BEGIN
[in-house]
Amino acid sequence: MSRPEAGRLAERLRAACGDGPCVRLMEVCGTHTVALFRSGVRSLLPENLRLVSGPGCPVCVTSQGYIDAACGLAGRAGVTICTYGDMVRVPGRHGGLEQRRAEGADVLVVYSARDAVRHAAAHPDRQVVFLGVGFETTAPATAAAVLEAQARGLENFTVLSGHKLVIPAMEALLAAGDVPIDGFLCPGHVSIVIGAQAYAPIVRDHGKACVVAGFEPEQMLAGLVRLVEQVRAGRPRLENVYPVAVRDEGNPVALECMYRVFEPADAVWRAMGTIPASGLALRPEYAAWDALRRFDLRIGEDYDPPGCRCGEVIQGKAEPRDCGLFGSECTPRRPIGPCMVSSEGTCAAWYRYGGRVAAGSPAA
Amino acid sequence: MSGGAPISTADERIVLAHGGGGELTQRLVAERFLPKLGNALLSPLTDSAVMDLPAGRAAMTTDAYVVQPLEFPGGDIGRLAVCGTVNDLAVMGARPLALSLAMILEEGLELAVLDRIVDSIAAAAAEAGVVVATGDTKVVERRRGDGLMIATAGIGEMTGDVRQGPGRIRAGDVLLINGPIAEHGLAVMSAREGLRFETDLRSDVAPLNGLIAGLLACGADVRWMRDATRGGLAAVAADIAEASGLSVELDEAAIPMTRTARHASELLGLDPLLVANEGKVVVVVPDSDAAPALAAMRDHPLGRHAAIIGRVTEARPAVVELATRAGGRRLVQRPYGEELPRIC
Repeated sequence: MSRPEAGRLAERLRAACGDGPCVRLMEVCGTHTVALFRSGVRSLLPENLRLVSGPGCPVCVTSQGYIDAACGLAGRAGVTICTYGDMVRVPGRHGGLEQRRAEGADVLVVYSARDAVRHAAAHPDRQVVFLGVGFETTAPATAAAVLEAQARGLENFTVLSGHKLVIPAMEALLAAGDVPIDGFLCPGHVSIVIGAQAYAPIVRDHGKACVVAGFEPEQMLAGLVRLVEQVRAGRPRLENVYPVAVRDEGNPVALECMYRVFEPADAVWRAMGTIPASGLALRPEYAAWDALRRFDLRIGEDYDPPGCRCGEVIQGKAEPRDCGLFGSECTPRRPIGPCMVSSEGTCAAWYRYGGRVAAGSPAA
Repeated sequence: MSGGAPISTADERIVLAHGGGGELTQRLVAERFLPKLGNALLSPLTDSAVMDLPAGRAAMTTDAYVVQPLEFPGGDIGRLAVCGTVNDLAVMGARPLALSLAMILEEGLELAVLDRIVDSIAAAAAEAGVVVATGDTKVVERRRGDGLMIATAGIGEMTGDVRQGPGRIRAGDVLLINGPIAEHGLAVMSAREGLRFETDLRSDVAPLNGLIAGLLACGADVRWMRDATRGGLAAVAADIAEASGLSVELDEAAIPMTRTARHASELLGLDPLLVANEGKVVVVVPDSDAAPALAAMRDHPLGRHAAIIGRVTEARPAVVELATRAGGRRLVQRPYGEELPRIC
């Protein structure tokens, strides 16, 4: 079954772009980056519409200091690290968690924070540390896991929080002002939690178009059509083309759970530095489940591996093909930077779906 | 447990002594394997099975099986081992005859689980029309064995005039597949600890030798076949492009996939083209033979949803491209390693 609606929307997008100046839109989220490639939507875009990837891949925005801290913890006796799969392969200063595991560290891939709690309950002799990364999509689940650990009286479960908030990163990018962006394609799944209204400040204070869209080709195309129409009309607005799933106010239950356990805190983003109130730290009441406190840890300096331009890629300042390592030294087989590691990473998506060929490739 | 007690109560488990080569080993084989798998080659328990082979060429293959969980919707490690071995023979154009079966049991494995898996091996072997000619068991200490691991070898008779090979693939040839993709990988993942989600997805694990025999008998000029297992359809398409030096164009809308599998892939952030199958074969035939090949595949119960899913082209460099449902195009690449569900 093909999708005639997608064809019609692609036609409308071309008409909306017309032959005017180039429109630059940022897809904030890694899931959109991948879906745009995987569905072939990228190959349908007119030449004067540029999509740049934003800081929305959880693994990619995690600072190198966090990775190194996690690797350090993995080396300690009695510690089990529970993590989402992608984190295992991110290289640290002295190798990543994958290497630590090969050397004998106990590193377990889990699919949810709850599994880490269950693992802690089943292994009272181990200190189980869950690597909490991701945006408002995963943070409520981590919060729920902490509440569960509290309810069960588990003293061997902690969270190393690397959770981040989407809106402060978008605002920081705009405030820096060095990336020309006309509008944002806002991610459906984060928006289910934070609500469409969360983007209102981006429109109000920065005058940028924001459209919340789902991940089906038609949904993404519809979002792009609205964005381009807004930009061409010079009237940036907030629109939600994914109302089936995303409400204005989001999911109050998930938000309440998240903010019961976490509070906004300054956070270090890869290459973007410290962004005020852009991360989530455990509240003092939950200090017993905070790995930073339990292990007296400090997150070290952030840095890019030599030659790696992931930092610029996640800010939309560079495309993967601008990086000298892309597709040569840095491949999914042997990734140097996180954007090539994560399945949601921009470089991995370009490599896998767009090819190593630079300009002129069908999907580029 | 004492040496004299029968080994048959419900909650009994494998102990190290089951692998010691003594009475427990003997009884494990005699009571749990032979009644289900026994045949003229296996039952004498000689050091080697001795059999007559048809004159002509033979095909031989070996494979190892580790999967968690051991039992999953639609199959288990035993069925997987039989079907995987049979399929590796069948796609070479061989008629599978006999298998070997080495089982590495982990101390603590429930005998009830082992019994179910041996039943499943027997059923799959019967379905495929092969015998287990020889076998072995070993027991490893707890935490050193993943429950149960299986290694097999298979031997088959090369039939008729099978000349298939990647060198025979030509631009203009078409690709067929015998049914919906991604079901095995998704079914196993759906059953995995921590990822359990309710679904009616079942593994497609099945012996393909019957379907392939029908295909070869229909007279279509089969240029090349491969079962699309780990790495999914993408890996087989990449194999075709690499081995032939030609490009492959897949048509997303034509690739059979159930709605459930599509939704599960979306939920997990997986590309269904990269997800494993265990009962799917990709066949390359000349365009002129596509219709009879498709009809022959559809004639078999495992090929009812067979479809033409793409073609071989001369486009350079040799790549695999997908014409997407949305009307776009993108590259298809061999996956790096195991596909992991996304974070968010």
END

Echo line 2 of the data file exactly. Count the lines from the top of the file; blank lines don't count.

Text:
Amino acid sequence: MSRPEAGRLAERLRAACGDGPCVRLMEVCGTHTVALFRSGVRSLLPENLRLVSGPGCPVCVTSQGYIDAACGLAGRAGVTICTYGDMVRVPGRHGGLEQRRAEGADVLVVYSARDAVRHAAAHPDRQVVFLGVGFETTAPATAAAVLEAQARGLENFTVLSGHKLVIPAMEALLAAGDVPIDGFLCPGHVSIVIGAQAYAPIVRDHGKACVVAGFEPEQMLAGLVRLVEQVRAGRPRLENVYPVAVRDEGNPVALECMYRVFEPADAVWRAMGTIPASGLALRPEYAAWDALRRFDLRIGEDYDPPGCRCGEVIQGKAEPRDCGLFGSECTPRRPIGPCMVSSEGTCAAWYRYGGRVAAGSPAA